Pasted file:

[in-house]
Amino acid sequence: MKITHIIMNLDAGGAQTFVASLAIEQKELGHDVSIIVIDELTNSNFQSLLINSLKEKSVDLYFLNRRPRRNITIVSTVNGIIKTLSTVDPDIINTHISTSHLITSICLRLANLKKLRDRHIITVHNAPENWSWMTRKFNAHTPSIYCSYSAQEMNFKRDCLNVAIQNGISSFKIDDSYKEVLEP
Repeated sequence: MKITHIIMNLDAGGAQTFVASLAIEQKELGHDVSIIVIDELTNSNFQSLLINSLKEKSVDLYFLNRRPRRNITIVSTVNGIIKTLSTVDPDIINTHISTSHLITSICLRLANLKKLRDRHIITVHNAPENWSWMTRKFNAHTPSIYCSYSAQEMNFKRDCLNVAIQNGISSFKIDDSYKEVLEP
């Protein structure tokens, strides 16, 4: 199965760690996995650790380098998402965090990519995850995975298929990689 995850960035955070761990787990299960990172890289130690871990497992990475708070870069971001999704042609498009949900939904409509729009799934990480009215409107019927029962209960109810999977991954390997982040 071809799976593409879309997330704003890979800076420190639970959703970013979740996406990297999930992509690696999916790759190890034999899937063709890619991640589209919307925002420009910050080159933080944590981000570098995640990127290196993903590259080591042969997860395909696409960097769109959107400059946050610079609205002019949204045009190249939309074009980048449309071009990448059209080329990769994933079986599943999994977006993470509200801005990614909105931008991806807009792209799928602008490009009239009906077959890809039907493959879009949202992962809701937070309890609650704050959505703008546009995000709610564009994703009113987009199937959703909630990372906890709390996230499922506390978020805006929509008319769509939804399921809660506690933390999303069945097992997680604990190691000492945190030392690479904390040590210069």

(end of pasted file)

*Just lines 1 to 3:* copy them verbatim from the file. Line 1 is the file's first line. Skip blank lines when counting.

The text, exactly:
[in-house]
Amino acid sequence: MKITHIIMNLDAGGAQTFVASLAIEQKELGHDVSIIVIDELTNSNFQSLLINSLKEKSVDLYFLNRRPRRNITIVSTVNGIIKTLSTVDPDIINTHISTSHLITSICLRLANLKKLRDRHIITVHNAPENWSWMTRKFNAHTPSIYCSYSAQEMNFKRDCLNVAIQNGISSFKIDDSYKEVLEP
Repeated sequence: MKITHIIMNLDAGGAQTFVASLAIEQKELGHDVSIIVIDELTNSNFQSLLINSLKEKSVDLYFLNRRPRRNITIVSTVNGIIKTLSTVDPDIINTHISTSHLITSICLRLANLKKLRDRHIITVHNAPENWSWMTRKFNAHTPSIYCSYSAQEMNFKRDCLNVAIQNGISSFKIDDSYKEVLEP